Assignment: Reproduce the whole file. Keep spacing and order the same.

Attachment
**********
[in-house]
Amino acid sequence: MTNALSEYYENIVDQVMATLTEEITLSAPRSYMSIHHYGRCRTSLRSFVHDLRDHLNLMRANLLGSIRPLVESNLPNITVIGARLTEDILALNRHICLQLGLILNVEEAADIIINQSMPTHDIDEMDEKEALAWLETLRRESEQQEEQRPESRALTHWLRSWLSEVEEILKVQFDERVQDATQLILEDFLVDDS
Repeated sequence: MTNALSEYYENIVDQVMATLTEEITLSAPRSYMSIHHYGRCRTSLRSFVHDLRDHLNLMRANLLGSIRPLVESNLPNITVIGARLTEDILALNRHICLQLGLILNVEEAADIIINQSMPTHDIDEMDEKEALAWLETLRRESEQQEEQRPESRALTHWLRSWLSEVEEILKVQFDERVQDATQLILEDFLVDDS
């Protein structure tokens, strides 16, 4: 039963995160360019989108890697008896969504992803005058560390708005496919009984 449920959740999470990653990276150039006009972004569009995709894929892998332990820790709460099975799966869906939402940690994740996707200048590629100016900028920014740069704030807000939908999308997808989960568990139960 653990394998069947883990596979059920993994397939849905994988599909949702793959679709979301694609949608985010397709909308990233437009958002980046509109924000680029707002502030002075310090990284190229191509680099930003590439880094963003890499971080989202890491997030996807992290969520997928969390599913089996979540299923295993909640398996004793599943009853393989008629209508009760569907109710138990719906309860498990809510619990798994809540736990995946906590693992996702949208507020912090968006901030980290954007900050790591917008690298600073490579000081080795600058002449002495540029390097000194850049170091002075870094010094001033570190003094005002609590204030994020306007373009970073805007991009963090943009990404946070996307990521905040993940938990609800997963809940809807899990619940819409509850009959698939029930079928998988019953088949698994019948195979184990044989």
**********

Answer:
[in-house]
Amino acid sequence: MTNALSEYYENIVDQVMATLTEEITLSAPRSYMSIHHYGRCRTSLRSFVHDLRDHLNLMRANLLGSIRPLVESNLPNITVIGARLTEDILALNRHICLQLGLILNVEEAADIIINQSMPTHDIDEMDEKEALAWLETLRRESEQQEEQRPESRALTHWLRSWLSEVEEILKVQFDERVQDATQLILEDFLVDDS
Repeated sequence: MTNALSEYYENIVDQVMATLTEEITLSAPRSYMSIHHYGRCRTSLRSFVHDLRDHLNLMRANLLGSIRPLVESNLPNITVIGARLTEDILALNRHICLQLGLILNVEEAADIIINQSMPTHDIDEMDEKEALAWLETLRRESEQQEEQRPESRALTHWLRSWLSEVEEILKVQFDERVQDATQLILEDFLVDDS
């Protein structure tokens, strides 16, 4: 039963995160360019989108890697008896969504992803005058560390708005496919009984 449920959740999470990653990276150039006009972004569009995709894929892998332990820790709460099975799966869906939402940690994740996707200048590629100016900028920014740069704030807000939908999308997808989960568990139960 653990394998069947883990596979059920993994397939849905994988599909949702793959679709979301694609949608985010397709909308990233437009958002980046509109924000680029707002502030002075310090990284190229191509680099930003590439880094963003890499971080989202890491997030996807992290969520997928969390599913089996979540299923295993909640398996004793599943009853393989008629209508009760569907109710138990719906309860498990809510619990798994809540736990995946906590693992996702949208507020912090968006901030980290954007900050790591917008690298600073490579000081080795600058002449002495540029390097000194850049170091002075870094010094001033570190003094005002609590204030994020306007373009970073805007991009963090943009990404946070996307990521905040993940938990609800997963809940809807899990619940819409509850009959698939029930079928998988019953088949698994019948195979184990044989």